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Cooke v. AT&T Corp.

February 9, 2007

ANDREW P. COOKE, ET AL., PLAINTIFFS,
v.
AT&T CORPORATION, DEFENDANT.



The opinion of the court was delivered by: Judge Holschuh

ORDER

In this case, in which the plaintiffs accuse AT&T of violating various provisions of state and federal law by repeatedly calling them in order to try to collect an alleged debt, AT&T has moved for judgment on the pleadings. In response, the plaintiffs requested leave to file an amended complaint and also requested an extension to respond to the motion for judgment on the pleadings if they were not permitted to amend their complaint. On January 22, 2007, the Court noted that neither the plaintiffs' motion for leave to amend nor AT&T's response directly addressed the question of whether the plaintiffs had been sufficiently diligent to excuse their compliance with the time limit for moving to amend the complaint set forth in the preliminary pretrial order. As a result, the Court granted each party leave to file a supplemental memorandum on this issue. Those memoranda have now been filed. For the following reasons, the Court concludes that good cause exists to permit the plaintiffs to amend the complaint to assert a claim under the Fair Debt Collections Practices Act but not to amend their claim under the Ohio Pattern of Corrupt Activity Act.

The Court's order of January 22, 2007 sets forth the standard under which a party's exercise of due diligence in meeting a deadline set in a pretrial order is evaluated. It suffices to say that if a party can demonstrate, through no fault of his or her own, that the deadline could not have been met, and if it would not be unduly prejudicial to the opposing party, the Court may relax the filing deadline at issue.

Here, plaintiffs requested the Court to permit them to amend their complaint to "clarify" their claims under the Pattern of Corrupt Activities Act (PCA) and to assert a new claim under the federal Fair Debt Collections Practices Act, 15 U.S.C. §1692a(6). The former claim is subject to the motion for judgment on the pleadings, while the latter claim is not. Plaintiffs advance no specific reason for the delay in requesting leave to clarify their PCA claim; in fact, their most recent memorandum does not address that claim at all. Rather, they address only the issue of the delay in asserting the claim under the Fair Debt Collections Practices Act.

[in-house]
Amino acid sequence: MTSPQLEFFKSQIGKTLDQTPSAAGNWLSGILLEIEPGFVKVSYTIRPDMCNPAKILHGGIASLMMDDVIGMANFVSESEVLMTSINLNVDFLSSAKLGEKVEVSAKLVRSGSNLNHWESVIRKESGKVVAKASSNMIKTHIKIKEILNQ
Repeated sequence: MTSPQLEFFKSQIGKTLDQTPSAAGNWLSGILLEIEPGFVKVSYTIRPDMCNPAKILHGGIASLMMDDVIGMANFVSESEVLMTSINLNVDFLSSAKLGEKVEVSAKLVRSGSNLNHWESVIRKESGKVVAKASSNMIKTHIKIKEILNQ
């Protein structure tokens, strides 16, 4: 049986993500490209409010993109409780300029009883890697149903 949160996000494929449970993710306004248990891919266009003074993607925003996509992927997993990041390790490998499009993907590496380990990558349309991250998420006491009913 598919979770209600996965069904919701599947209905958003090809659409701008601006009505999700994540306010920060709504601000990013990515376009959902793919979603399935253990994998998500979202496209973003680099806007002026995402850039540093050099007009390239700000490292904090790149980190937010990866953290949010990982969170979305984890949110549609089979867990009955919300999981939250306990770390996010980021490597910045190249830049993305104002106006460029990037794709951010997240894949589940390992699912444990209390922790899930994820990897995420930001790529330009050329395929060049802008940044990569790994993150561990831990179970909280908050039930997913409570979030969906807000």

With respect to that claim, they note than an FDCPA claim ordinarily can not be asserted against an organization which is attempting to collect its own debts. They note that they attempted, through discovery, to determine whether AT&T was acting on its own behalf in collecting these debts or whether it had engaged third-party debt collectors to do so. They did not receive any response to those discovery requests until after the deadline for moving to file an amended complaint had lapsed, and the discovery responses came eight months after the Cookes propounded their discovery requests. Based on these discovery responses, they now believe that they have a sufficient basis to plead a claim under the Fair Debt Collections Practices Act.